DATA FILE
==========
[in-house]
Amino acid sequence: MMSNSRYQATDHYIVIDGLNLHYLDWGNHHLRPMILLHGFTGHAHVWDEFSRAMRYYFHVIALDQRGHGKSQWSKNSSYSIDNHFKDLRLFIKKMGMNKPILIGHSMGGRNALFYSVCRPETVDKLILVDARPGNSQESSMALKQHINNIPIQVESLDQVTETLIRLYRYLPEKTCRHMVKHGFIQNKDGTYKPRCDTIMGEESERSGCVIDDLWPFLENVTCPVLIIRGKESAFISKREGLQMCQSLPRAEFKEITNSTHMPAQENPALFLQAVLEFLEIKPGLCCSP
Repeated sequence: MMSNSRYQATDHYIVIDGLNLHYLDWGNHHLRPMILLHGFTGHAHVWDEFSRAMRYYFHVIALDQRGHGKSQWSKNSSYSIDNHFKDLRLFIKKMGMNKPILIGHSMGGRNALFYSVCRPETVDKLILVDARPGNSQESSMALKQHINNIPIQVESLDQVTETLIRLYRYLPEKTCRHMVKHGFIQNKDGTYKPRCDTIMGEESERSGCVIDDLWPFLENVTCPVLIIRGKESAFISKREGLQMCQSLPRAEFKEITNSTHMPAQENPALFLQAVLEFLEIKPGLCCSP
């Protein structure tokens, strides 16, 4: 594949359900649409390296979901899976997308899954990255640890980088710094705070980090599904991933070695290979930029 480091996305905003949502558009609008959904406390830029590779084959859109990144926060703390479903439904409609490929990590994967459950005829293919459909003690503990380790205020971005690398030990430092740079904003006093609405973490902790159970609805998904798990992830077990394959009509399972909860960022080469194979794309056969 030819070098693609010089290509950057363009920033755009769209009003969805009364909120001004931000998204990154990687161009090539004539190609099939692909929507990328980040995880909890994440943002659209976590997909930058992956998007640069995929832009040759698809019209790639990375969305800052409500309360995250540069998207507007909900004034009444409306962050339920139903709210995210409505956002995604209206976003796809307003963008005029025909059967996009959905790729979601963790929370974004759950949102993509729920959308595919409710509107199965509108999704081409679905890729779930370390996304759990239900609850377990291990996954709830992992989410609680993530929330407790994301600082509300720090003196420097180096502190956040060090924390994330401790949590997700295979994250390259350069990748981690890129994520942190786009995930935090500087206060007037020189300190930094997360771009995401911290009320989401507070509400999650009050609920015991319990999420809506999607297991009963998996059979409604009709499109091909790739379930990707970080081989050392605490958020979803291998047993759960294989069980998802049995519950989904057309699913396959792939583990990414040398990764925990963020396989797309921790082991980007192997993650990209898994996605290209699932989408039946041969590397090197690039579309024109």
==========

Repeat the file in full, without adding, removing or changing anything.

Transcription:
[in-house]
Amino acid sequence: MMSNSRYQATDHYIVIDGLNLHYLDWGNHHLRPMILLHGFTGHAHVWDEFSRAMRYYFHVIALDQRGHGKSQWSKNSSYSIDNHFKDLRLFIKKMGMNKPILIGHSMGGRNALFYSVCRPETVDKLILVDARPGNSQESSMALKQHINNIPIQVESLDQVTETLIRLYRYLPEKTCRHMVKHGFIQNKDGTYKPRCDTIMGEESERSGCVIDDLWPFLENVTCPVLIIRGKESAFISKREGLQMCQSLPRAEFKEITNSTHMPAQENPALFLQAVLEFLEIKPGLCCSP
Repeated sequence: MMSNSRYQATDHYIVIDGLNLHYLDWGNHHLRPMILLHGFTGHAHVWDEFSRAMRYYFHVIALDQRGHGKSQWSKNSSYSIDNHFKDLRLFIKKMGMNKPILIGHSMGGRNALFYSVCRPETVDKLILVDARPGNSQESSMALKQHINNIPIQVESLDQVTETLIRLYRYLPEKTCRHMVKHGFIQNKDGTYKPRCDTIMGEESERSGCVIDDLWPFLENVTCPVLIIRGKESAFISKREGLQMCQSLPRAEFKEITNSTHMPAQENPALFLQAVLEFLEIKPGLCCSP
């Protein structure tokens, strides 16, 4: 594949359900649409390296979901899976997308899954990255640890980088710094705070980090599904991933070695290979930029 480091996305905003949502558009609008959904406390830029590779084959859109990144926060703390479903439904409609490929990590994967459950005829293919459909003690503990380790205020971005690398030990430092740079904003006093609405973490902790159970609805998904798990992830077990394959009509399972909860960022080469194979794309056969 030819070098693609010089290509950057363009920033755009769209009003969805009364909120001004931000998204990154990687161009090539004539190609099939692909929507990328980040995880909890994440943002659209976590997909930058992956998007640069995929832009040759698809019209790639990375969305800052409500309360995250540069998207507007909900004034009444409306962050339920139903709210995210409505956002995604209206976003796809307003963008005029025909059967996009959905790729979601963790929370974004759950949102993509729920959308595919409710509107199965509108999704081409679905890729779930370390996304759990239900609850377990291990996954709830992992989410609680993530929330407790994301600082509300720090003196420097180096502190956040060090924390994330401790949590997700295979994250390259350069990748981690890129994520942190786009995930935090500087206060007037020189300190930094997360771009995401911290009320989401507070509400999650009050609920015991319990999420809506999607297991009963998996059979409604009709499109091909790739379930990707970080081989050392605490958020979803291998047993759960294989069980998802049995519950989904057309699913396959792939583990990414040398990764925990963020396989797309921790082991980007192997993650990209898994996605290209699932989408039946041969590397090197690039579309024109």